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How Perfectly Clear Ice Makes It to Your Fancy Cocktail

A lot more goes into making a large cube, sphere, or column of ice than meets the eye 

“If you’re going to pay top dollar for a superior cocktail,” says Hundredweight Big Ice owner Richard Boccato, “then the frozen water that goes into that cocktail should be as important an ingredient as everything else that goes into it.” The “frozen water” he is referring to is what most people would call an ice cube. But Boccato’s cubes are no ordinary straight-out-of-the-tray pieces of ice. They’re on an entirely different level.

Boccato and his team at Hundredweight Big Ice begin work as early as 5 a.m. in large, temperature controlled rooms set to freezing. They work under these conditions to create a quality — not to mention highly perishable — product, taking painstaking measures to freeze, cut, and sculpt perfectly clear ice cubes, spheres, and columns. The team then ships over 10,000 pounds of ice per day, six days a week to some of New York City’s top cocktail bars.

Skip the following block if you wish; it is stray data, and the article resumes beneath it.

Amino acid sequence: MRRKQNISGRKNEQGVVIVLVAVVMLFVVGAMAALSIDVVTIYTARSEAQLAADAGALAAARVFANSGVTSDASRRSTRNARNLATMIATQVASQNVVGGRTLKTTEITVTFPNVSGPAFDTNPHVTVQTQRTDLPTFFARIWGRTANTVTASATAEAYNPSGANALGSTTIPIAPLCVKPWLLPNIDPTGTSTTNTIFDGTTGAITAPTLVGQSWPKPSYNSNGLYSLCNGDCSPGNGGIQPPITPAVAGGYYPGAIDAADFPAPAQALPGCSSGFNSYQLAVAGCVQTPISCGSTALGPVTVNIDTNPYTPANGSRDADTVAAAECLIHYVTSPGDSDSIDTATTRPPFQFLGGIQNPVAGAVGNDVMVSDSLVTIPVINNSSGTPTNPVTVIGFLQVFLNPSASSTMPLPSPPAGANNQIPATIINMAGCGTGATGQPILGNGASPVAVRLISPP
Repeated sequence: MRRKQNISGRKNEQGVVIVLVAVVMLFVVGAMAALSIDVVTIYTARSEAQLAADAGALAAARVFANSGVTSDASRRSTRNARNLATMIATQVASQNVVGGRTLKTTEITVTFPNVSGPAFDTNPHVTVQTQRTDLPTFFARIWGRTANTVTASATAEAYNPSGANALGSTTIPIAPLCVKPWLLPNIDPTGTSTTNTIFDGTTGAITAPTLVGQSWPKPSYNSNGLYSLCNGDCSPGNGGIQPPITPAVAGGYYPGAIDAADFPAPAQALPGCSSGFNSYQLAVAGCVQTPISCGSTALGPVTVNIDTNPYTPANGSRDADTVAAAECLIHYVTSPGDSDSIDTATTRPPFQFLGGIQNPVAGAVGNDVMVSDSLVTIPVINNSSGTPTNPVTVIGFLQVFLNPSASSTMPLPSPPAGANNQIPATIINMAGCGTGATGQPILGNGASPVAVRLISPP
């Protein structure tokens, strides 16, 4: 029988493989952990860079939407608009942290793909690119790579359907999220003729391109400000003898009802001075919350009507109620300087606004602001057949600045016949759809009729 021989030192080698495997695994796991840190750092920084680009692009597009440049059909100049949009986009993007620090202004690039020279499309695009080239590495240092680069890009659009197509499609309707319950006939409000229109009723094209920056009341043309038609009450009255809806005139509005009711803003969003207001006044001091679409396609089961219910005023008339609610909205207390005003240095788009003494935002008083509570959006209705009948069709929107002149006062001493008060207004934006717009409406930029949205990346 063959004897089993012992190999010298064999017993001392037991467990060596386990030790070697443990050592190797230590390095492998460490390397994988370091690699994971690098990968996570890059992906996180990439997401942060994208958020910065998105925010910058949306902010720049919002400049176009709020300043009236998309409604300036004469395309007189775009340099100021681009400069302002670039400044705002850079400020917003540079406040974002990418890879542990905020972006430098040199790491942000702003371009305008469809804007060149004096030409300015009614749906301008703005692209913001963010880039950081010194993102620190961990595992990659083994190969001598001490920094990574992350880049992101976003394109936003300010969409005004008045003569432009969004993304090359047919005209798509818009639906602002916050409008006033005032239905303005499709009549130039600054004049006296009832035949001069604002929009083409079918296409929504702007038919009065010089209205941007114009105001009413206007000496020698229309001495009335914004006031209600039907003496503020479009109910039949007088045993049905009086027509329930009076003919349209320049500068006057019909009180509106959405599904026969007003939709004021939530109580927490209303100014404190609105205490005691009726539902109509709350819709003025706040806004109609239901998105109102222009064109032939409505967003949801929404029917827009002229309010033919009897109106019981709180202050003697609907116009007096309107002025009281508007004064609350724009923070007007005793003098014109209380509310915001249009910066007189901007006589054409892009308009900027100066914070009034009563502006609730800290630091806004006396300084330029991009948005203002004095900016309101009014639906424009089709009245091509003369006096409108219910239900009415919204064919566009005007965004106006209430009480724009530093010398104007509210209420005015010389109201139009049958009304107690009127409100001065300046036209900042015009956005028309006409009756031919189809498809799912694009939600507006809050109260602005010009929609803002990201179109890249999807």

In Boccato’s early days as a bartender at highly regarded NYC bars like Milk & Honey and Little Branch, it was up to him and the other bartenders to freeze their own blocks of ice. “Clarity wasn’t necessarily the focus back then, it was more about size, shape, and temperatures,” he explains.

It was only after opening Dutch Kills, Boccato’s award-winning cocktail bar in Long Island City, that he learned his ice-sculpting neighbors at Okamoto Studio had a thing or two to teach him and his co-owner about the possibilities of clear frozen water and what it could do for their cocktails.

Check out the Vendors video to see the full ice creation process, and learn more about the form and functions of Hundredweight Big Ice’s product.

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